STEP 1--Choosing a topic.
Is there something that you want to know more about? Do you have a particular hobby or something you really like to do in your spare time? Have you read an article lately about a subject that intrigues you? Is there something in the news that interests you? Picking a topic that interests you will make doing the research more enjoyable!
If you're still having trouble selecting a topic, consider the following suggestions:
Hopefully, by now, you've found a topic that you're really excited about.
Narrowing your topic
If you picked a broad, general topic such as "terrorism" or "the environment" to write about, you probably need to narrow the focus of your research. If you looked up "terrorism" in the Academic Search Premier database, for instance, you'd find 59262 articles. Do you reallywant to look through 59262 articles about terrorism?
How do you narrow a topic? Begin by thinking of a particular issue or sub-topic associated with your topic. An example of narrower aspects of "terrorism" or "the environment" would be "psychological aspects of terrorism" or "global warming".
Having trouble thinking of a sub-topic? Go to the Reference Desk and ask to see theLibrary of Congress Subject Headings. Look under your topic and find the NT symbol. These are Narrower Topics. Glance through these terms for one that interests you.
You might also trying looking up your topic in the Academic Search Premier database. Be sure to do a "subject terms" search. Click on the term itself to see broader terms, narrower terms, or related terms. You will find your topic broken down into sub-topics.
Step 2--Finding Background Information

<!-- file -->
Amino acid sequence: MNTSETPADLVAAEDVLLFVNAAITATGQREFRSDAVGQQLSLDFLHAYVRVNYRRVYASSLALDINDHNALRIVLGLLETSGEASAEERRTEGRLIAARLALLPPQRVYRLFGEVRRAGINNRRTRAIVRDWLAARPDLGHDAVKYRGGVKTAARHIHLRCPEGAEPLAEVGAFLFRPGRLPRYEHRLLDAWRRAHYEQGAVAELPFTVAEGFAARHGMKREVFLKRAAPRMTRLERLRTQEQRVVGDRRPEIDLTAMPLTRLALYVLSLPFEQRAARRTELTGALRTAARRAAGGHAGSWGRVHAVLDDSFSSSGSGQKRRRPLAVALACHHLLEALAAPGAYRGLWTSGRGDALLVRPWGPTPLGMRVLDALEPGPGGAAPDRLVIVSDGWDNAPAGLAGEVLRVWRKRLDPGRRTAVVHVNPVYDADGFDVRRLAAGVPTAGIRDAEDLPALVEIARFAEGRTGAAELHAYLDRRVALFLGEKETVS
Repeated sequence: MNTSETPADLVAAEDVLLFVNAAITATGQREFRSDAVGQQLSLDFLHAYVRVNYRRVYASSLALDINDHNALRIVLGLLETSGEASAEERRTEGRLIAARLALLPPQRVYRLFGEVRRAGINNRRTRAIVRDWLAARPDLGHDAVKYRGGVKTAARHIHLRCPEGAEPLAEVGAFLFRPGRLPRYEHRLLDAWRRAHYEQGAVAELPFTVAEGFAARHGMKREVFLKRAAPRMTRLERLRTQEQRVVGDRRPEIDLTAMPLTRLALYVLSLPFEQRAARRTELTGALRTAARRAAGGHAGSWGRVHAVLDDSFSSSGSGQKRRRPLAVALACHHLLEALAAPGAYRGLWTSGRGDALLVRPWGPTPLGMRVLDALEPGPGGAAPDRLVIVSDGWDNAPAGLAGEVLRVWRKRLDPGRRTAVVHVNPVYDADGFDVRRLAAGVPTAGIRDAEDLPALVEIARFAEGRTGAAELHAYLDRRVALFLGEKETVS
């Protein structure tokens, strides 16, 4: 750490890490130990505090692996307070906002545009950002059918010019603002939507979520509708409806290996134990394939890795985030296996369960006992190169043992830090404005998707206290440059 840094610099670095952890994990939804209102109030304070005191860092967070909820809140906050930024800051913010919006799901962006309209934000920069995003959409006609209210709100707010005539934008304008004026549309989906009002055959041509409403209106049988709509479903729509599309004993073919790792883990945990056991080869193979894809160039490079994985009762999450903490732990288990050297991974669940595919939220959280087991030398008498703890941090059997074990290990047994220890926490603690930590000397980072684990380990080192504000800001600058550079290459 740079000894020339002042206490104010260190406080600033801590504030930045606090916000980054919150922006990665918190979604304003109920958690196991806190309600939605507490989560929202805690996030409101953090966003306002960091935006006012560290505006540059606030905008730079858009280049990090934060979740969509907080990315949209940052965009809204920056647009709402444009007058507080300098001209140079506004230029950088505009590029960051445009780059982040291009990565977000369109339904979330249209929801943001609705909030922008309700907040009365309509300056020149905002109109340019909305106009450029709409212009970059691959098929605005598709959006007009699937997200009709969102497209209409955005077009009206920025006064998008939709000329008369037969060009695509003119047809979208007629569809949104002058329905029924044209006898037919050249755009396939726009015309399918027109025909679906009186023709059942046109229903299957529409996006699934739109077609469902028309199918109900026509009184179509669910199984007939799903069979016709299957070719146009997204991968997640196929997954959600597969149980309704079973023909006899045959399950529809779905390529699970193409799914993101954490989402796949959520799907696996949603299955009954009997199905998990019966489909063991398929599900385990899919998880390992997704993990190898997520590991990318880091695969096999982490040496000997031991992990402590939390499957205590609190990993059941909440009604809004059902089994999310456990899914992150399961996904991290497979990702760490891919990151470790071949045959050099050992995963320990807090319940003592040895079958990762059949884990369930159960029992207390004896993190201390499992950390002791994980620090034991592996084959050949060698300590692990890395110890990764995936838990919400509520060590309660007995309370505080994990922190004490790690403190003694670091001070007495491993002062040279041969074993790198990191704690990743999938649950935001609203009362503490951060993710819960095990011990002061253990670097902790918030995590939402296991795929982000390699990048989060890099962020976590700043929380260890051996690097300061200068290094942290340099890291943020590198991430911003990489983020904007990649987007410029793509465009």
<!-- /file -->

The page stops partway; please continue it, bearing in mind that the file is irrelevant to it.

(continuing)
When you've chosen your topic begin by gathering background information. Background information will tell you in general terms what is known about your topic. It includes things like definitions of your topic, names of people who are authorities in the field, movements or dates, important facts, etc. Background information will also help you understand the relationship of your topic to other subjects, find subcategories and issues within the subject, and locate terminology associated with your topic. Start by:
Take advantage of the bibliographies at the end of articles, chapters, etc. in these books. Write down any useful sources such as books, journals, magazines, etc. These are usually excellent starting points for additional research.
Check periodical databases for magazine and journal articles. Keep in mind that the books or articles you find may also have bibliographies of other materials that will be useful in your research.
Step 3--Finding Information Sources
Before you begin writing a paper it helps to think about the kind and amount of information you will need. Do you need facts, statistics, laws, opinions, research or case studies, etc.? Do you need the latest information (science and technology topics) or the historical development of an issue (political, educational, or social topics)? Where will you find the information? In books, magazines, journals, newspapers, electronic databases, on the internet? Maybe you want to find an expert and interview him/her.
Make sure the resource fits the research.
Two basic kinds of sources used in researching a topic are:
Step 4--Evaluating What You Find
As you are gathering information for your paper, you will want to carefully evaluate what you find. This is true for all types of materials. Some questions you should ask yourself when you are evaluating a source are:
Scholarly journals usually contain footnotes or references, popular magazines don't.
Two basic kinds of resources on the internet are subscription databases and web pages . Subscription databases generally contain full text periodical and newspaper articles that can also be found in print. Evaluate them the same way you'd evaluate the printed source. Web pages can be posted by educational institutions, the government, organizations, businesses or individual people. It is helpful to know who has posted the web page when you are evaluating the material found there.
Step 5--Citing what you find
When you are gathering information for your paper, it is helpful to carefully record full citations to each source you use. It will save you time and frustration as you write your paper. Be sure you know what format your instructor requires. Modern Language Association (MLA) or American Psychological Association (APA) are two of the most common. Others are: The Chicago Manual of Style, and The ACS Style Guide (American Chemical Society).
Where can I find style manuals and citation formats?